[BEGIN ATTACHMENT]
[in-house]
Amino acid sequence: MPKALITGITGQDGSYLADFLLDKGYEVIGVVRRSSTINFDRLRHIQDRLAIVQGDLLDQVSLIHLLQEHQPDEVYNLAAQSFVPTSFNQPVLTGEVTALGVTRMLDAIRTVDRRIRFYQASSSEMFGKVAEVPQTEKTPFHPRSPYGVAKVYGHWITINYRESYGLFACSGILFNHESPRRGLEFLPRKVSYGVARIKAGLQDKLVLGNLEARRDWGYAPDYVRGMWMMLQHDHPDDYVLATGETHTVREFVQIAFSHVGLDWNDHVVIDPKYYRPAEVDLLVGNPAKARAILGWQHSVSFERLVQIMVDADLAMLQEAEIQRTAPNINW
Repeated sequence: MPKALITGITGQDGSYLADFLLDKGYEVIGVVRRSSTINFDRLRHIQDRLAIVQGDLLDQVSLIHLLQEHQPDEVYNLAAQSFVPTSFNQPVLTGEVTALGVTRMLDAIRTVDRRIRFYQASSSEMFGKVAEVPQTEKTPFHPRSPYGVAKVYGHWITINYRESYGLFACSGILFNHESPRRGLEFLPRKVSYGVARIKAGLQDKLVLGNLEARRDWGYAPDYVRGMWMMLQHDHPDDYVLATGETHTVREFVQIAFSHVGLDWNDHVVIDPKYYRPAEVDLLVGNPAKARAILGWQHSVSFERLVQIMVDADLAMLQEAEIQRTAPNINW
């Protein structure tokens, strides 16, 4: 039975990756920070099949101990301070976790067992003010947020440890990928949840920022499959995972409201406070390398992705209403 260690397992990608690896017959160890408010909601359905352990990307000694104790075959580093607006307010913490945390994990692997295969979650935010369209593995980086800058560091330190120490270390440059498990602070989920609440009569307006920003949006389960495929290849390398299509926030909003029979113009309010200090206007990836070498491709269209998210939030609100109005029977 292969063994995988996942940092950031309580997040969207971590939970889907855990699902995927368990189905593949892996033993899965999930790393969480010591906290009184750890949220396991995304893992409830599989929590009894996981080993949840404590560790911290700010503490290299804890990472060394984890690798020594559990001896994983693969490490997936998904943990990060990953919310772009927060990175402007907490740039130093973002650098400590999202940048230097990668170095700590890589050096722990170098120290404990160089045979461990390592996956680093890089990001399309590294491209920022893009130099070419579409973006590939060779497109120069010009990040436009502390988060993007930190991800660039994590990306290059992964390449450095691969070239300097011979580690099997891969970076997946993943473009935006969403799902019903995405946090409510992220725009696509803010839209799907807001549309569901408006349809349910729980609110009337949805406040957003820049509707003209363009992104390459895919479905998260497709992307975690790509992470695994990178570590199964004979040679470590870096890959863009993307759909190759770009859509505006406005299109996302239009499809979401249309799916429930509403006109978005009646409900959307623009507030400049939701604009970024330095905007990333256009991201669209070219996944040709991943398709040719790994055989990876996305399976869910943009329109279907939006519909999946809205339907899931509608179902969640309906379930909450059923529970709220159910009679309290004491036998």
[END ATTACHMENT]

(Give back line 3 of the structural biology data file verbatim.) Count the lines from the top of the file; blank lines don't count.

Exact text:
Repeated sequence: MPKALITGITGQDGSYLADFLLDKGYEVIGVVRRSSTINFDRLRHIQDRLAIVQGDLLDQVSLIHLLQEHQPDEVYNLAAQSFVPTSFNQPVLTGEVTALGVTRMLDAIRTVDRRIRFYQASSSEMFGKVAEVPQTEKTPFHPRSPYGVAKVYGHWITINYRESYGLFACSGILFNHESPRRGLEFLPRKVSYGVARIKAGLQDKLVLGNLEARRDWGYAPDYVRGMWMMLQHDHPDDYVLATGETHTVREFVQIAFSHVGLDWNDHVVIDPKYYRPAEVDLLVGNPAKARAILGWQHSVSFERLVQIMVDADLAMLQEAEIQRTAPNINW